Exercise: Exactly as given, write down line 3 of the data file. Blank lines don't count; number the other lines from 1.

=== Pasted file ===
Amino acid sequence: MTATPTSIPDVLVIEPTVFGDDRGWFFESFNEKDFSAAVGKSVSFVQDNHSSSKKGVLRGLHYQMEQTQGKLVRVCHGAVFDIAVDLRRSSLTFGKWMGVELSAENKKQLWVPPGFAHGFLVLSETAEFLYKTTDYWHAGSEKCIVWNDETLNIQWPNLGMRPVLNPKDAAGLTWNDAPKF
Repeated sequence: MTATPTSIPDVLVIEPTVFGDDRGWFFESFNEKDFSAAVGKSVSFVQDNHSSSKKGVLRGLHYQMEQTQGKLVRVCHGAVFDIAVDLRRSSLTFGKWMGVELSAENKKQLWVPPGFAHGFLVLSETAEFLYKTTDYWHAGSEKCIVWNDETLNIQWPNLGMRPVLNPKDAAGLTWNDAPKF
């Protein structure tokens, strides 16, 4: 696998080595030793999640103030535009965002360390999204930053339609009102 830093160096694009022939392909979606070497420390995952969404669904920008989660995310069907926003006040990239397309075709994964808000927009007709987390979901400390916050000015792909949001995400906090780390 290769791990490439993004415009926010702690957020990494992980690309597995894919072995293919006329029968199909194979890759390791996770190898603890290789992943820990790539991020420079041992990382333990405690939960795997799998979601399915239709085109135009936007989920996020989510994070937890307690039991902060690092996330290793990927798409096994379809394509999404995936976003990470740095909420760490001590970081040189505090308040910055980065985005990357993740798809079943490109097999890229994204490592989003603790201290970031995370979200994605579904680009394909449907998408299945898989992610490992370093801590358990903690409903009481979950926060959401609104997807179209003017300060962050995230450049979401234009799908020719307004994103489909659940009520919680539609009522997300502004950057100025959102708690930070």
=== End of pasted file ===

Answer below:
């Protein structure tokens, strides 16, 4: 696998080595030793999640103030535009965002360390999204930053339609009102 830093160096694009022939392909979606070497420390995952969404669904920008989660995310069907926003006040990239397309075709994964808000927009007709987390979901400390916050000015792909949001995400906090780390 290769791990490439993004415009926010702690957020990494992980690309597995894919072995293919006329029968199909194979890759390791996770190898603890290789992943820990790539991020420079041992990382333990405690939960795997799998979601399915239709085109135009936007989920996020989510994070937890307690039991902060690092996330290793990927798409096994379809394509999404995936976003990470740095909420760490001590970081040189505090308040910055980065985005990357993740798809079943490109097999890229994204490592989003603790201290970031995370979200994605579904680009394909449907998408299945898989992610490992370093801590358990903690409903009481979950926060959401609104997807179209003017300060962050995230450049979401234009799908020719307004994103489909659940009520919680539609009522997300502004950057100025959102708690930070």